Grieving in Private: No More
I’d always been pretty ambivalent about becoming a mother. It sounded like a nice idea and all, but I just wasn’t sure it was something I wanted to do. Changing my whole life around for some other person? Eh. I wasn’t convinced.
That is, until the day I peed on the stick and saw the plus sign. “I’m pregnant!” I declared to my empty bathroom and immediately started giggling and crying. My reaction surprised me. Jeremy and I hadn’t exactly been trying to conceive. But, we decided just to see what would happen if we stopped trying not to conceive. And that first time around, I got pregnant.
EVERYTHING about me changed. Suddenly, without reservation, doubt, or fear I knew at the very core of my being that I was someone’s mommy. And oh, how I was going to love it. I already loved it and all I had to show at that point was a pee stick with a plus sign on it.
I ran out to our local drug store and bought a gift box. When Jeremy got home that evening, grumbling about something that had happened at the office, I just smiled and handed him the box. He opened it and saw a positive pregnancy test.
“Oh shit!” he said, smiling. Then, his eyes welled up and he grabbed me and hugged me. We sat there, on the couch, giggling and giddy. Without reservation, doubt or fear. We were going to be somebody’s parents.
I can’t quite articulate how we both changed that night. But suddenly, we were full of optimism. We were surrounded by possibility. We began dreaming wildly about who we’d be as parents and what we’d teach our children and we realized as the hours ticked away that we’d be damn good at this!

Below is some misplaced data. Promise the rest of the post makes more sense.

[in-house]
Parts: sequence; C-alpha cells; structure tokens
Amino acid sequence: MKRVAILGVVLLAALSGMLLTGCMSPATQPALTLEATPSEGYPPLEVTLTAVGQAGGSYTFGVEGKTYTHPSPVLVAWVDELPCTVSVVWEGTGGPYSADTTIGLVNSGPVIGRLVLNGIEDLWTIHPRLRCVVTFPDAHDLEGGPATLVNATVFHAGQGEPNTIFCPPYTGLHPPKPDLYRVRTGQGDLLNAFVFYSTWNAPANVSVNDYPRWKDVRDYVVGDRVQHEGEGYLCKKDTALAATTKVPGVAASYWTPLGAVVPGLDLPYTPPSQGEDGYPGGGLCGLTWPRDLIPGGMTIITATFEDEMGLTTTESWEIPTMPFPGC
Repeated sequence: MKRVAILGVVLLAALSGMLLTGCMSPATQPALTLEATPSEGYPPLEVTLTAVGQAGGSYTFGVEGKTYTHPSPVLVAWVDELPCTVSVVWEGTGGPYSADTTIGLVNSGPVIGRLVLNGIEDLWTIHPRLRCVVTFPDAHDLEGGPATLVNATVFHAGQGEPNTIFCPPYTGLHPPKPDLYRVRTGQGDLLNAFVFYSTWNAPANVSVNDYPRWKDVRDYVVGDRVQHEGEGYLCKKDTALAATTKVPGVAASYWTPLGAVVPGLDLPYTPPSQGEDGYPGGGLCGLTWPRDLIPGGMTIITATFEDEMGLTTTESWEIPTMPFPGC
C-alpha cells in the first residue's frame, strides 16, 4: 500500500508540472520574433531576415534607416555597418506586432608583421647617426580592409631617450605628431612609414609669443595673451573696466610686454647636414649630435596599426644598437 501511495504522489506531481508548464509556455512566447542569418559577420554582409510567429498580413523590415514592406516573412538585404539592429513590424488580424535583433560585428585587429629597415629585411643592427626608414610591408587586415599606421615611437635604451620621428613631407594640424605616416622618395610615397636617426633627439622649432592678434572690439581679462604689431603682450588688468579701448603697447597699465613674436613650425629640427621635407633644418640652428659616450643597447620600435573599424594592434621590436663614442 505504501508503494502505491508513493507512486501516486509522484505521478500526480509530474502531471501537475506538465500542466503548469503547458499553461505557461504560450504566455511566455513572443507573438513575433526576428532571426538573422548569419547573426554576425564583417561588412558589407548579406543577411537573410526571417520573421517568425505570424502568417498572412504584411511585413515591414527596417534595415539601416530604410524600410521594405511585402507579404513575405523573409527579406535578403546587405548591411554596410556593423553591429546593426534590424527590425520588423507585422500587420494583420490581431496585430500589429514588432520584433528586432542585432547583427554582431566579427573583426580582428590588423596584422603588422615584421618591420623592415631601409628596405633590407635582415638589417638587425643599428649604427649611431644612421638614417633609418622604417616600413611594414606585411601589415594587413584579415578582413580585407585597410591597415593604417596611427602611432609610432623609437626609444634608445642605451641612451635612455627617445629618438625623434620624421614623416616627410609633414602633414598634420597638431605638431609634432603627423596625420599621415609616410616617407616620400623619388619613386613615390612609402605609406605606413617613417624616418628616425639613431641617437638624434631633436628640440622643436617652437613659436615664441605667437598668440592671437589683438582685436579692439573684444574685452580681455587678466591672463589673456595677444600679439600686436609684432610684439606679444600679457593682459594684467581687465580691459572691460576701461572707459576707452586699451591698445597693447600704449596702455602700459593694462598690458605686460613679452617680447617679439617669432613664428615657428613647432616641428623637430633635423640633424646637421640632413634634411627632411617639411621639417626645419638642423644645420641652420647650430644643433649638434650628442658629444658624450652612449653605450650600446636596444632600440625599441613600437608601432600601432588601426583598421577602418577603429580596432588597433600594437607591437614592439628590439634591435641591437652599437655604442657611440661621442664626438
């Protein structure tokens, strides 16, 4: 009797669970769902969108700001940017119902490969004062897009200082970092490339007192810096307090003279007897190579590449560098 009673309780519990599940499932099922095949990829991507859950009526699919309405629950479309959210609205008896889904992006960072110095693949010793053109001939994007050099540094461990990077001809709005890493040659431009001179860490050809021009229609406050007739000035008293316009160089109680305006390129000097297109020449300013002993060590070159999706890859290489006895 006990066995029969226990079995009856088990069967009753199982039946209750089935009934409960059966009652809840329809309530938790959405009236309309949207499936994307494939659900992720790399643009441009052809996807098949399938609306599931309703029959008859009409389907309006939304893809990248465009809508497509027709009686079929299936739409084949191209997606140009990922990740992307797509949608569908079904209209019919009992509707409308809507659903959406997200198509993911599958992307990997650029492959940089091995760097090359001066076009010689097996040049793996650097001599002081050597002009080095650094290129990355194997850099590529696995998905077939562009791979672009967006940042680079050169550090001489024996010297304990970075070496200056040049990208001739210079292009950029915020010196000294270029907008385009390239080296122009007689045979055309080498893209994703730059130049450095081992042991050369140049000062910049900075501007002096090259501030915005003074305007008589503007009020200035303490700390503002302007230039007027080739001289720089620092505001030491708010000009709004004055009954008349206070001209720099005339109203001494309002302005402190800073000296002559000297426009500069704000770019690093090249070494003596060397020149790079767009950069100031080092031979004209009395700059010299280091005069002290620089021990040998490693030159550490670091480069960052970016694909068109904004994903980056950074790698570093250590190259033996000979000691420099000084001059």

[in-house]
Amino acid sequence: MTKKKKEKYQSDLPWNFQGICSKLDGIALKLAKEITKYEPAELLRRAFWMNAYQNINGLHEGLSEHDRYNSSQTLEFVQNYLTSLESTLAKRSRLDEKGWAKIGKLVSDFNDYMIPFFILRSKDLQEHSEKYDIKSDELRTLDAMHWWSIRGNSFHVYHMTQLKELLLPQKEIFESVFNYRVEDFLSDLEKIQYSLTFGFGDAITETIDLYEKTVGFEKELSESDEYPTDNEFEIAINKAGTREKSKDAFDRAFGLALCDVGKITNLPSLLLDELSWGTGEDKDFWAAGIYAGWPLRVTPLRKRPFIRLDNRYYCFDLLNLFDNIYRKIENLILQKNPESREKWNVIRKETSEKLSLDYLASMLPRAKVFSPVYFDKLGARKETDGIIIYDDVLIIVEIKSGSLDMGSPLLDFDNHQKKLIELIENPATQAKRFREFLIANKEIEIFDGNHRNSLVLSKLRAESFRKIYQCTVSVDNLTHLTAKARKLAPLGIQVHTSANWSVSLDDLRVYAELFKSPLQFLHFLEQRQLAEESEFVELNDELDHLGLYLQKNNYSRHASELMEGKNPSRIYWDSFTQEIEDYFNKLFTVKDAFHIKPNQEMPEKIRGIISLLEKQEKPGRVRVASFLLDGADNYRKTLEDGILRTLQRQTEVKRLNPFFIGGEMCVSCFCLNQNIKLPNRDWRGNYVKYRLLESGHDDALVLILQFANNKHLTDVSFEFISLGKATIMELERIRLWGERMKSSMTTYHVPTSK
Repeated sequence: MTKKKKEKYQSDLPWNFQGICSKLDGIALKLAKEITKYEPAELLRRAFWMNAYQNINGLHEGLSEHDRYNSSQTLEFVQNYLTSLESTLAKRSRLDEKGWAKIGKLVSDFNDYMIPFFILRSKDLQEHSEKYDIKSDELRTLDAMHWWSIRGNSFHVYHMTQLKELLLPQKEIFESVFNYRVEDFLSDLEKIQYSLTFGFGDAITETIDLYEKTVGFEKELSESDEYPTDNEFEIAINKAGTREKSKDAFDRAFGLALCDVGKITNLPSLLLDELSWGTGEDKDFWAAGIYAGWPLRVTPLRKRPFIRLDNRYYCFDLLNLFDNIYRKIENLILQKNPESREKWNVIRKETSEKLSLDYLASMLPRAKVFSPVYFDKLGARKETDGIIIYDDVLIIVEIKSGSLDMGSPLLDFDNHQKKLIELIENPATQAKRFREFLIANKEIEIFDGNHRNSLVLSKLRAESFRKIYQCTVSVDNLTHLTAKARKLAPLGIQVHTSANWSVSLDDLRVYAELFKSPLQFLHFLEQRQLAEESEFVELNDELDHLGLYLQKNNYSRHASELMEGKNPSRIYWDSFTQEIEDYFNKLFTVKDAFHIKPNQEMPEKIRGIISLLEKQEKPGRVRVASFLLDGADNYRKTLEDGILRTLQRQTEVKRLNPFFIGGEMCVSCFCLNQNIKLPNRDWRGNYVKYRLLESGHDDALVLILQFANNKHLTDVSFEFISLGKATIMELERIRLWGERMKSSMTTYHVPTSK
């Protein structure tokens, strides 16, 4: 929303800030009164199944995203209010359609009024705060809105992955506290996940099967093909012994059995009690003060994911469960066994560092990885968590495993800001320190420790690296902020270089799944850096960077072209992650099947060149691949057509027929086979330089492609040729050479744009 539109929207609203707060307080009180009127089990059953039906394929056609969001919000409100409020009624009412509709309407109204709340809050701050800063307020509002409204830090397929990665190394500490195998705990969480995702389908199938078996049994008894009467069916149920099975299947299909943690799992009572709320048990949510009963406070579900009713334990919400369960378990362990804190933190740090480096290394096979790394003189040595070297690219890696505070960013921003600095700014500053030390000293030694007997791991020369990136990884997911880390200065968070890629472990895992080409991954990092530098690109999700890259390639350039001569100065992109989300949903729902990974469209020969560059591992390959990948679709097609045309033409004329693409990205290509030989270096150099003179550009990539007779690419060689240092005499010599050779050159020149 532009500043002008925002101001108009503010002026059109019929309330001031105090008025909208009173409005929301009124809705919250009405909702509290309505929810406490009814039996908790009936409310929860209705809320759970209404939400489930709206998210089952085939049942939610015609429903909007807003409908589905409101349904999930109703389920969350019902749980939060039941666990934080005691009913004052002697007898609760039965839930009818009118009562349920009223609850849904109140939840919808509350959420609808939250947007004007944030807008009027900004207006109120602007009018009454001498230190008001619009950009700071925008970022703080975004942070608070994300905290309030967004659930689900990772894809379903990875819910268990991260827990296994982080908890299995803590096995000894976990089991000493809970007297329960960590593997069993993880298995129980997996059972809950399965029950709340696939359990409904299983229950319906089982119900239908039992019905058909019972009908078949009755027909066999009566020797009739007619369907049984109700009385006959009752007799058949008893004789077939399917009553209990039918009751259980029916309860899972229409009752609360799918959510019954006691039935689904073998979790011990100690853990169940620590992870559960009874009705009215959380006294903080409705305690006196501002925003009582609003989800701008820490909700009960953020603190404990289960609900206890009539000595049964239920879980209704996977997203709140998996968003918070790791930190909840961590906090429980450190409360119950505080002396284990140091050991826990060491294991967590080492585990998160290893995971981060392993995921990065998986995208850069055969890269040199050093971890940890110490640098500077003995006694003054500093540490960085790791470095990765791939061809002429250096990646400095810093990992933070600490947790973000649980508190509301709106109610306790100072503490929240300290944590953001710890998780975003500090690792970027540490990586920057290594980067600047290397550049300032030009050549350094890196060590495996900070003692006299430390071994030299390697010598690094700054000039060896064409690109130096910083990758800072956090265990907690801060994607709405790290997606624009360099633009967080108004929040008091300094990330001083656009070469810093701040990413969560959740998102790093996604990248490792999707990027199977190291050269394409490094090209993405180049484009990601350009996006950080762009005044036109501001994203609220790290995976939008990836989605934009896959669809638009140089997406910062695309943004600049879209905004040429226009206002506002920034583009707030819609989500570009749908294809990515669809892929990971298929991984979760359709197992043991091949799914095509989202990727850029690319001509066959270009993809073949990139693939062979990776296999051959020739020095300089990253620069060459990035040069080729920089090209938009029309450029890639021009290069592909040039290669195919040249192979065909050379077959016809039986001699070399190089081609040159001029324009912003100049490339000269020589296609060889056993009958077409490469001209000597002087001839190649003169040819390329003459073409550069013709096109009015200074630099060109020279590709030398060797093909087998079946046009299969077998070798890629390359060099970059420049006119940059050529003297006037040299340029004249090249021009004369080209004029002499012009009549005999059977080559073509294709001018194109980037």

Over the next few weeks, we told only a smattering of people. Mostly people who’d go out to dinner with us and eye me suspiciously when I opted for water and they were drinking whiskey. But for the most part, this was our wonderful, delicious little secret and we couldn’t wait to tell the world.
I planned to approach everything with cautious optimism. Such is the way of pregnancy. I knew, of course, logically that plenty can go wrong in those early weeks. So, when we went for our 7 week sonogram and saw a little flickering heartbeat, I got giddy all over again. There it was. Our baby. INSIDE ME. It was bizarre and surreal and strange and wonderful. So, so wonderful.
Soon enough, my cautious optimism turned into raging joy. I let every spare thought move to fantasizing about my baby shower, planning what the baby’s room would look like, finalizing name selections, and smiling to myself. A wonderful, delicious secret.